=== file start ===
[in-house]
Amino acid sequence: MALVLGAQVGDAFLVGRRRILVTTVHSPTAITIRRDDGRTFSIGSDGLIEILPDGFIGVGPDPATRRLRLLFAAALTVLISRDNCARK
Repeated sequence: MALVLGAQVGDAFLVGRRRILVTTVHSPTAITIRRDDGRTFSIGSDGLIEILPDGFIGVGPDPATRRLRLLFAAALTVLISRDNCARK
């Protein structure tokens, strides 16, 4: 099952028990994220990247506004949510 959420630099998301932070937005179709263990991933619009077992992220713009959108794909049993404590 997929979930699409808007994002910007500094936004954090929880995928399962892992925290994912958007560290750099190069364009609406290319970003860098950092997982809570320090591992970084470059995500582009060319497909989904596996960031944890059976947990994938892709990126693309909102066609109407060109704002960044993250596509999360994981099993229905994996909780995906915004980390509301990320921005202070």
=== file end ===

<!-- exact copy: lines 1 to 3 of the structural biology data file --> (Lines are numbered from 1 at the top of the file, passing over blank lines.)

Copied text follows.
[in-house]
Amino acid sequence: MALVLGAQVGDAFLVGRRRILVTTVHSPTAITIRRDDGRTFSIGSDGLIEILPDGFIGVGPDPATRRLRLLFAAALTVLISRDNCARK
Repeated sequence: MALVLGAQVGDAFLVGRRRILVTTVHSPTAITIRRDDGRTFSIGSDGLIEILPDGFIGVGPDPATRRLRLLFAAALTVLISRDNCARK